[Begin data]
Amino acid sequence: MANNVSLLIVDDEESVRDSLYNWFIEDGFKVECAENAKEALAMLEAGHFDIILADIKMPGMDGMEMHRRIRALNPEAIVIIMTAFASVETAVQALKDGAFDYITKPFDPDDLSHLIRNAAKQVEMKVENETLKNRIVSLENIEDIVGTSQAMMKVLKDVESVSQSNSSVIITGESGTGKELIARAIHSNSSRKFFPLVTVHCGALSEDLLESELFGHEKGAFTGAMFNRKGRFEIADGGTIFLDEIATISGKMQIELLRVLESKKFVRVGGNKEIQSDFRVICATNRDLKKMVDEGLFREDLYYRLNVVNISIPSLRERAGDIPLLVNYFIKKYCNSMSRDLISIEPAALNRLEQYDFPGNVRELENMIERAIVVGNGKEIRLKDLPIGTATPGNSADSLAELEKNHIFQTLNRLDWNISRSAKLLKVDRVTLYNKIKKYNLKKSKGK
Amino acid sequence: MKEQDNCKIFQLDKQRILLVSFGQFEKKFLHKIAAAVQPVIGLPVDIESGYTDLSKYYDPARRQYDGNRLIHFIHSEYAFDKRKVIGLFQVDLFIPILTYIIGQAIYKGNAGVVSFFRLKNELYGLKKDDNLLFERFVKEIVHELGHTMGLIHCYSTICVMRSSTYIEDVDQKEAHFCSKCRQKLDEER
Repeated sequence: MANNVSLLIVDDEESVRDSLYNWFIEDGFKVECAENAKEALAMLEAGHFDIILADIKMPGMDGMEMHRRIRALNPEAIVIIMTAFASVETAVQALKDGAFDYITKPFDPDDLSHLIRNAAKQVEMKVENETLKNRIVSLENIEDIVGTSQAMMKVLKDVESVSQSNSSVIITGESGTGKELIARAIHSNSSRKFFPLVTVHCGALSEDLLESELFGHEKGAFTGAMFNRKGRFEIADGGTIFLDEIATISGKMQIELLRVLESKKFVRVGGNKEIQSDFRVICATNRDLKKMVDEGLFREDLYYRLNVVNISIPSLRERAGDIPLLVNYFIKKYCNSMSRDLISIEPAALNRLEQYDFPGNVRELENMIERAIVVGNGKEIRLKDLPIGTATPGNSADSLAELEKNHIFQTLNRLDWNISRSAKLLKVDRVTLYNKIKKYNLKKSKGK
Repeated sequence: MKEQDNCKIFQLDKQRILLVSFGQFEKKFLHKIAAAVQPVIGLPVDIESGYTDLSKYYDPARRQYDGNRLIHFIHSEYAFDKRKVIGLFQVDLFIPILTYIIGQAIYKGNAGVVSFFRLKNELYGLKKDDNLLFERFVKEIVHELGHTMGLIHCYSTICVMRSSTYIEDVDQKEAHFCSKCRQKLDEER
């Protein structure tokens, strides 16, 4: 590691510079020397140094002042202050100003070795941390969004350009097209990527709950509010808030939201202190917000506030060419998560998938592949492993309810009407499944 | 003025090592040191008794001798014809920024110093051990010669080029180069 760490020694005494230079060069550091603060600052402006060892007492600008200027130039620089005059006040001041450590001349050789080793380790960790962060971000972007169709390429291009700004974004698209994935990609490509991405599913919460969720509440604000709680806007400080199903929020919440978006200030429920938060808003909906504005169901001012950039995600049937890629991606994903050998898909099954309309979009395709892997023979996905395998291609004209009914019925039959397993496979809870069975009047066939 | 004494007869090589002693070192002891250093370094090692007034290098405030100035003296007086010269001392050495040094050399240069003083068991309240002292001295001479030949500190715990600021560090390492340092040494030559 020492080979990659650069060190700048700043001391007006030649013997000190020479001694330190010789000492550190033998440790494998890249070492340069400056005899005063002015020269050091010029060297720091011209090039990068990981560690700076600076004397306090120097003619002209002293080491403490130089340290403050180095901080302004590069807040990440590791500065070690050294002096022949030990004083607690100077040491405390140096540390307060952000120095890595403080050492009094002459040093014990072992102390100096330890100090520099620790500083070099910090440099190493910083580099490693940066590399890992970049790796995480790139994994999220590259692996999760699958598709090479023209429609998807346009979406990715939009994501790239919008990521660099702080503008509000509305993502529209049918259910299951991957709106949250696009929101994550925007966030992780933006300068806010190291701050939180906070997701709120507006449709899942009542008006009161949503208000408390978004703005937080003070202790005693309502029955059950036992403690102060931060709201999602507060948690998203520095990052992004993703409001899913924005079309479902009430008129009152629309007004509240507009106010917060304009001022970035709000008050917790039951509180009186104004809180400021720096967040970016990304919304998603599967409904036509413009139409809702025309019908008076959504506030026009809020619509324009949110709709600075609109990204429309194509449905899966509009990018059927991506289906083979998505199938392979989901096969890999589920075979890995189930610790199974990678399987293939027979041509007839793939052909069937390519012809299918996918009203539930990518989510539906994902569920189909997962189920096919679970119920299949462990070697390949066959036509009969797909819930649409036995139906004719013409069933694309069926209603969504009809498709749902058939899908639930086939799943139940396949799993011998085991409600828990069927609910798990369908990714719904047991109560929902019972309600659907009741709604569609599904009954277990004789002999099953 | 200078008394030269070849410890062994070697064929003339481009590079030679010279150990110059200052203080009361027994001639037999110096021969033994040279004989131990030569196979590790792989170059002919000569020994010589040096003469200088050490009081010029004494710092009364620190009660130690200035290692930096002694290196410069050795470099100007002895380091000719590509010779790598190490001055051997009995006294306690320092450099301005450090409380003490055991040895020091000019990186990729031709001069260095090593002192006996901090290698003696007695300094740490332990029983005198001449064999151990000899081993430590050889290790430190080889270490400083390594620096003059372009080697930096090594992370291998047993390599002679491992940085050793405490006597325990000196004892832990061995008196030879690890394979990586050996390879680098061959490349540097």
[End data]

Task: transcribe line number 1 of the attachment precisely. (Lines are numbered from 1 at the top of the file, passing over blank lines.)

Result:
Amino acid sequence: MANNVSLLIVDDEESVRDSLYNWFIEDGFKVECAENAKEALAMLEAGHFDIILADIKMPGMDGMEMHRRIRALNPEAIVIIMTAFASVETAVQALKDGAFDYITKPFDPDDLSHLIRNAAKQVEMKVENETLKNRIVSLENIEDIVGTSQAMMKVLKDVESVSQSNSSVIITGESGTGKELIARAIHSNSSRKFFPLVTVHCGALSEDLLESELFGHEKGAFTGAMFNRKGRFEIADGGTIFLDEIATISGKMQIELLRVLESKKFVRVGGNKEIQSDFRVICATNRDLKKMVDEGLFREDLYYRLNVVNISIPSLRERAGDIPLLVNYFIKKYCNSMSRDLISIEPAALNRLEQYDFPGNVRELENMIERAIVVGNGKEIRLKDLPIGTATPGNSADSLAELEKNHIFQTLNRLDWNISRSAKLLKVDRVTLYNKIKKYNLKKSKGK